Patent or Copyright?
- If you're interested in software development trends, the whole picture will not be reflected in patent databases. Software often qualifies as a creative work and so is protected by copyright instead of patents.
- Search post-1978 copyright registrations at http://www.copyright.gov/records/.
- Pre-1978 registrations are only searchable at the Copyright Office in Washington, DC.
Who are the major players?
- Identify individuals or companies that are doing research in the area in which you're interested. Consider whether there is a particular geographic area associated with the industry (think Silicon Valley for IT, for instance). Combine searches for these with a range of dates to narrow your results.
- Inventor City
- Inventor State
- Inventor Country
- Assignee City
- Assignee State
- Assignee Country
- Keep in mind that an individual's name may be listed in many different ways. Gene Brown might also be noted as Eugene Brown, E. Brown, E. R. Brown, Eugene R. Brown.
- Also if you're tracing older trends, remember spelling wasn't standardized. Don't assume you have the correct spelling: search alternate spellings of both first and last names. Examples for this last name: Brown, Browne, Braun, etc.
Notice the Details
- As you peruse results from your initial searches, take note of whether a particular examiner is listed frequently for a given technical area. Examiners tend to specialize so can be useful markers of a particular technology or field.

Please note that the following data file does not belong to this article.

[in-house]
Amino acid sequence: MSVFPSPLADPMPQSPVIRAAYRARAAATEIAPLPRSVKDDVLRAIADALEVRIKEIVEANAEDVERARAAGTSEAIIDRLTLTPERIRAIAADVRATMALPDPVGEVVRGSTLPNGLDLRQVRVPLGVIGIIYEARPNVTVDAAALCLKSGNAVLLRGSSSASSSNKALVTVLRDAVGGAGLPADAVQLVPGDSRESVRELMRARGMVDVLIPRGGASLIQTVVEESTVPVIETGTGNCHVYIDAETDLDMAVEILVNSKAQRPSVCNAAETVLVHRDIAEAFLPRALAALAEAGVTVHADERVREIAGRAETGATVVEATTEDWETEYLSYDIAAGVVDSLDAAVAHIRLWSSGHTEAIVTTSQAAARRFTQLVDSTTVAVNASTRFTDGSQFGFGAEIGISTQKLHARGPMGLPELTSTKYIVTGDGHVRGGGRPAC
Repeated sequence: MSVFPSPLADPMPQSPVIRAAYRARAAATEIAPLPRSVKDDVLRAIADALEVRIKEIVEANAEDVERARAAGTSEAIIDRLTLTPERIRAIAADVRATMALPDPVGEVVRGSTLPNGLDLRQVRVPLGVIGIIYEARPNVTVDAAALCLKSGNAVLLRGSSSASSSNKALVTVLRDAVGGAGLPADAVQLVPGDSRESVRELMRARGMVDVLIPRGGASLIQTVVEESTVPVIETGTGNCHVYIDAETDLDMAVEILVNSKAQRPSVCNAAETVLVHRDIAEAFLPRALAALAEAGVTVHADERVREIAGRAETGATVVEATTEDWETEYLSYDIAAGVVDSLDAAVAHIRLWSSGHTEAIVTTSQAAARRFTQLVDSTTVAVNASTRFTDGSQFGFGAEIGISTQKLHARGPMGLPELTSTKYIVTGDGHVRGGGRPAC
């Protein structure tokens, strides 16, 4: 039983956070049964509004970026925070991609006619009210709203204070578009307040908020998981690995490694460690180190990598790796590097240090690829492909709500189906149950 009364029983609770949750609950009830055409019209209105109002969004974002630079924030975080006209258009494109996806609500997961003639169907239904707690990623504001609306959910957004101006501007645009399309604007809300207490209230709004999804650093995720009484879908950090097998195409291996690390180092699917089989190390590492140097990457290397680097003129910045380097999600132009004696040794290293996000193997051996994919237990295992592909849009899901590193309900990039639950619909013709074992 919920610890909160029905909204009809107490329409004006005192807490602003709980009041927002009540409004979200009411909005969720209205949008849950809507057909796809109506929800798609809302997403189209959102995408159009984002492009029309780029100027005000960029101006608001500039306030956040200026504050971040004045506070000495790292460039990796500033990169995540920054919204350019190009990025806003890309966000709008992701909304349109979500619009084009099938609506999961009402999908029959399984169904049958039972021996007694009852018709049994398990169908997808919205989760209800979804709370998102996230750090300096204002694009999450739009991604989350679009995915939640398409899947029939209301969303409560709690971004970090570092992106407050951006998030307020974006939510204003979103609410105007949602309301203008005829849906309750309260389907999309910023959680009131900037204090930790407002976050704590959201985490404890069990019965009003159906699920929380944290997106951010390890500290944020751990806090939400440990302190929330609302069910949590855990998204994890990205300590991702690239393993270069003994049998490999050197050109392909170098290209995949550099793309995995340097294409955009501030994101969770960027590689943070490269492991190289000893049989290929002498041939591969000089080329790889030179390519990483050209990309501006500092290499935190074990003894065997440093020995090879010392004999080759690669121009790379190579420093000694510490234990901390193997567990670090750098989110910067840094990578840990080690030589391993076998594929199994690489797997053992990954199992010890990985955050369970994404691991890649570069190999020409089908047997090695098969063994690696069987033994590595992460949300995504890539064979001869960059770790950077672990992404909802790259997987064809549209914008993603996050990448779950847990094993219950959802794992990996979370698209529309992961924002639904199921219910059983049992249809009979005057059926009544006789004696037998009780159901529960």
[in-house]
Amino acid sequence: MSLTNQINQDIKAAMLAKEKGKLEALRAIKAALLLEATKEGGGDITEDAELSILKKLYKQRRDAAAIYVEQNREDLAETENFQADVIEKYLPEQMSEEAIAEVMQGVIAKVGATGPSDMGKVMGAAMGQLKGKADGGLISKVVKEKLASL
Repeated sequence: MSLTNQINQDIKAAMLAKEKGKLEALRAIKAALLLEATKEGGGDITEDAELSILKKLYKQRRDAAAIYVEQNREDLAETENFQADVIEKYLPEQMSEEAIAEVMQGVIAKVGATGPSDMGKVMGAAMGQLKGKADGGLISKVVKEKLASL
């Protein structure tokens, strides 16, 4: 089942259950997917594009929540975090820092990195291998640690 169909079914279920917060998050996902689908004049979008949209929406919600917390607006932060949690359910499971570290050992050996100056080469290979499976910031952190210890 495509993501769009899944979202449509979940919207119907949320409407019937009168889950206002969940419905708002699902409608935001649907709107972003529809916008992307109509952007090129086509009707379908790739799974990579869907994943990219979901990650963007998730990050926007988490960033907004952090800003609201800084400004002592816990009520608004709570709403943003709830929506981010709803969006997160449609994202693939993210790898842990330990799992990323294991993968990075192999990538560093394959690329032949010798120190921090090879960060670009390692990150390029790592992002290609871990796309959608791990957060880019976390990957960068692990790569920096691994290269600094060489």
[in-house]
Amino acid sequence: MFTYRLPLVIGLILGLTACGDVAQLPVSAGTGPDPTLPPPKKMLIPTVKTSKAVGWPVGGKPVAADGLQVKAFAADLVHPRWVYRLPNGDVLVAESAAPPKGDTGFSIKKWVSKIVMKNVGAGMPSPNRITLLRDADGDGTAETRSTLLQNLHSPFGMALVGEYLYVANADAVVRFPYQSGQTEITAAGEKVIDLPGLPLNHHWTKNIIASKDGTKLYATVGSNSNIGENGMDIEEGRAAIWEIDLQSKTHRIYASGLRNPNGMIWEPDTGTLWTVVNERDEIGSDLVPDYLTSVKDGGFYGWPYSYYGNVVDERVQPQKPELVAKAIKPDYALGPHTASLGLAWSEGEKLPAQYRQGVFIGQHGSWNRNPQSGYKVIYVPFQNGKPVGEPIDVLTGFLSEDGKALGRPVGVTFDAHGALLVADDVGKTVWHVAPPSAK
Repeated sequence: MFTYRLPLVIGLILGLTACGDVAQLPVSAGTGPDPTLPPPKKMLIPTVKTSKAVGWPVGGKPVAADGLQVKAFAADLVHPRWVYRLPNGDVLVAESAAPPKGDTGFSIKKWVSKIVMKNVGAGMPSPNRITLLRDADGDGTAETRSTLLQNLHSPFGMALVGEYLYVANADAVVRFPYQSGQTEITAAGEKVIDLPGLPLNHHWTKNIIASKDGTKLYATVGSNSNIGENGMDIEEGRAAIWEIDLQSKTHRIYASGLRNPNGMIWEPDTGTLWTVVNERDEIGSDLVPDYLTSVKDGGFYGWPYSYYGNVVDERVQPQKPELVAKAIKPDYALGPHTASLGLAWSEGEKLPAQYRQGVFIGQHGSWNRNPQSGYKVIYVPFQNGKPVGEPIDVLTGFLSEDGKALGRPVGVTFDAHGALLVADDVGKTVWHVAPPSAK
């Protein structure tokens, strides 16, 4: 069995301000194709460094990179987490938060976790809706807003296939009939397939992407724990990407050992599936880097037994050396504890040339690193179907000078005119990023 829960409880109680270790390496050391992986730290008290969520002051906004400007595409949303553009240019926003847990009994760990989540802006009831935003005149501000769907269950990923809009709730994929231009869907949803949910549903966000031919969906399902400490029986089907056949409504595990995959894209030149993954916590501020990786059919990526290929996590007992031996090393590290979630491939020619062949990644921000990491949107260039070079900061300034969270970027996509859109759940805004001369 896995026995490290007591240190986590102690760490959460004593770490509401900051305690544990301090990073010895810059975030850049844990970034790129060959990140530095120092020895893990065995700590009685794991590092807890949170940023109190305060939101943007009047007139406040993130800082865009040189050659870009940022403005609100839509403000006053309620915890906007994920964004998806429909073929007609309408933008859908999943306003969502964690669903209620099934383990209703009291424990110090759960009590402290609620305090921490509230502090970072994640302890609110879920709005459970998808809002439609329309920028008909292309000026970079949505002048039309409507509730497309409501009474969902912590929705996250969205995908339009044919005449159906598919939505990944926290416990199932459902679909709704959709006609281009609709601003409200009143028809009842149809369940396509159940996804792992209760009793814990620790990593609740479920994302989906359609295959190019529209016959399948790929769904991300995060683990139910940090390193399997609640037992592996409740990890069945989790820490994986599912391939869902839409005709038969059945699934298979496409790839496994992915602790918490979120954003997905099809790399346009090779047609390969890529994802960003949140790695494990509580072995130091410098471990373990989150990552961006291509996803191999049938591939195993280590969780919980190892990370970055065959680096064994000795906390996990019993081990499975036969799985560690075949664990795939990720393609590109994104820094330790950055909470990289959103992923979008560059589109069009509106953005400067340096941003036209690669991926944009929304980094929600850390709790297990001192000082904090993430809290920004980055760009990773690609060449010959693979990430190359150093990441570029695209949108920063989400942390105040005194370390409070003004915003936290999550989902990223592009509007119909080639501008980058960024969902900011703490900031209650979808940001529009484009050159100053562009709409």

- Both Primary and Assistant Examiner names can be searched.
Follow Related Research
- Use the "References Cited" and "Referenced By" sections of a patent to locate related technologies.
- References Cited are older patents that are similar enough to the one under consideration for the applicant to have made note of them.
- Referenced By are newer patents, issued after the one under consideration, which cite it.
Other kinds of databases offer invaluable information for trend research. Consider these sources and think what other similar databases may be appropriate for your topic area. (Note: The databases linked here are limited to NCSU users only.)
- General / News Databases
- Subject Specific Databases
- Conference Proceedings: these will show up within the subject specific databases or by searching our online catalog.
TIP: Conference proceedings can be tricky to find. Try searching for the name of the conference, the city where a conference was held, and the name of the organization sponsoring the conference. Rarely will a set of proceedings show up by searching the title of a presentation but it's worth trying in case the proceedings happens to have the presentation titles in a table of contents.
- Internet: For more recent technologies there may be blogs or web sites that are particularly concerned with a given technology. These are likely to be much more difficult to use in tracing developments unless they are very focused and have been in place for a while, but may still be worth considering in your research.